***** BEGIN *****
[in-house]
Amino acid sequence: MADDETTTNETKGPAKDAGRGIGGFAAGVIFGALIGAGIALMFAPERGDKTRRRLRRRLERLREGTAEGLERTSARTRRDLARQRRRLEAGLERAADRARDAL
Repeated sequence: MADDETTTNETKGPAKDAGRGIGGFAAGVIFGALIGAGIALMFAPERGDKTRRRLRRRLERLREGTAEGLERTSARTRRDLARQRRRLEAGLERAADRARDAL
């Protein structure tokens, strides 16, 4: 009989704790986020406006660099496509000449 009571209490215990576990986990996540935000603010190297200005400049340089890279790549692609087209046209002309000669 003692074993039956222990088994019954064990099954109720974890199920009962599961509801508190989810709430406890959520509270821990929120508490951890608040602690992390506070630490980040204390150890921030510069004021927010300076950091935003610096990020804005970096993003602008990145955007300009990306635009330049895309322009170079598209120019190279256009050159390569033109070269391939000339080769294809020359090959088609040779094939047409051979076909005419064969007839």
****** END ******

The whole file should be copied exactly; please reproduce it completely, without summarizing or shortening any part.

[in-house]
Amino acid sequence: MADDETTTNETKGPAKDAGRGIGGFAAGVIFGALIGAGIALMFAPERGDKTRRRLRRRLERLREGTAEGLERTSARTRRDLARQRRRLEAGLERAADRARDAL
Repeated sequence: MADDETTTNETKGPAKDAGRGIGGFAAGVIFGALIGAGIALMFAPERGDKTRRRLRRRLERLREGTAEGLERTSARTRRDLARQRRRLEAGLERAADRARDAL
């Protein structure tokens, strides 16, 4: 009989704790986020406006660099496509000449 009571209490215990576990986990996540935000603010190297200005400049340089890279790549692609087209046209002309000669 003692074993039956222990088994019954064990099954109720974890199920009962599961509801508190989810709430406890959520509270821990929120508490951890608040602690992390506070630490980040204390150890921030510069004021927010300076950091935003610096990020804005970096993003602008990145955007300009990306635009330049895309322009170079598209120019190279256009050159390569033109070269391939000339080769294809020359090959088609040779094939047409051979076909005419064969007839």